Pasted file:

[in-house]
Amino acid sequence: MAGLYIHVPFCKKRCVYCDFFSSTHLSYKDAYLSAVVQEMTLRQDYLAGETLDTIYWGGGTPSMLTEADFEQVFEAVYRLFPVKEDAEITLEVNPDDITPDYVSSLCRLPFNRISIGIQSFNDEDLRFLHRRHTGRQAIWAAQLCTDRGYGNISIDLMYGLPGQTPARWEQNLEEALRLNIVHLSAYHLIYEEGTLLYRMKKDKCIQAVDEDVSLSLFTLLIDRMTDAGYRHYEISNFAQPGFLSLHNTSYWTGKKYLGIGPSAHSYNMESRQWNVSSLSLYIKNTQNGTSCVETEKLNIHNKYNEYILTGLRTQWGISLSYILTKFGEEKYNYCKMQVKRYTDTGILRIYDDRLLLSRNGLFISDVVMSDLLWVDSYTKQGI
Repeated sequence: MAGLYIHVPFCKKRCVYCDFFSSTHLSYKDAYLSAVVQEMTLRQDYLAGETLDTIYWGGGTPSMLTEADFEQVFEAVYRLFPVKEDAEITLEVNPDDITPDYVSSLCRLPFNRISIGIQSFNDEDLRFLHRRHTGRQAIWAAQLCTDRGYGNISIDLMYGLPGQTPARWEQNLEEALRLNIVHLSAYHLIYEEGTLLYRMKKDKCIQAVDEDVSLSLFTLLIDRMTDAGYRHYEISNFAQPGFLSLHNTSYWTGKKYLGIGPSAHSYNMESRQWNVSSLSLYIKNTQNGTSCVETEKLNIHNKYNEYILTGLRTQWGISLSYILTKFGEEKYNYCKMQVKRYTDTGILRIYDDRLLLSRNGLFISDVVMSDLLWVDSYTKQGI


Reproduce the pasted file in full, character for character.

[in-house]
Amino acid sequence: MAGLYIHVPFCKKRCVYCDFFSSTHLSYKDAYLSAVVQEMTLRQDYLAGETLDTIYWGGGTPSMLTEADFEQVFEAVYRLFPVKEDAEITLEVNPDDITPDYVSSLCRLPFNRISIGIQSFNDEDLRFLHRRHTGRQAIWAAQLCTDRGYGNISIDLMYGLPGQTPARWEQNLEEALRLNIVHLSAYHLIYEEGTLLYRMKKDKCIQAVDEDVSLSLFTLLIDRMTDAGYRHYEISNFAQPGFLSLHNTSYWTGKKYLGIGPSAHSYNMESRQWNVSSLSLYIKNTQNGTSCVETEKLNIHNKYNEYILTGLRTQWGISLSYILTKFGEEKYNYCKMQVKRYTDTGILRIYDDRLLLSRNGLFISDVVMSDLLWVDSYTKQGI
Repeated sequence: MAGLYIHVPFCKKRCVYCDFFSSTHLSYKDAYLSAVVQEMTLRQDYLAGETLDTIYWGGGTPSMLTEADFEQVFEAVYRLFPVKEDAEITLEVNPDDITPDYVSSLCRLPFNRISIGIQSFNDEDLRFLHRRHTGRQAIWAAQLCTDRGYGNISIDLMYGLPGQTPARWEQNLEEALRLNIVHLSAYHLIYEEGTLLYRMKKDKCIQAVDEDVSLSLFTLLIDRMTDAGYRHYEISNFAQPGFLSLHNTSYWTGKKYLGIGPSAHSYNMESRQWNVSSLSLYIKNTQNGTSCVETEKLNIHNKYNEYILTGLRTQWGISLSYILTKFGEEKYNYCKMQVKRYTDTGILRIYDDRLLLSRNGLFISDVVMSDLLWVDSYTKQGI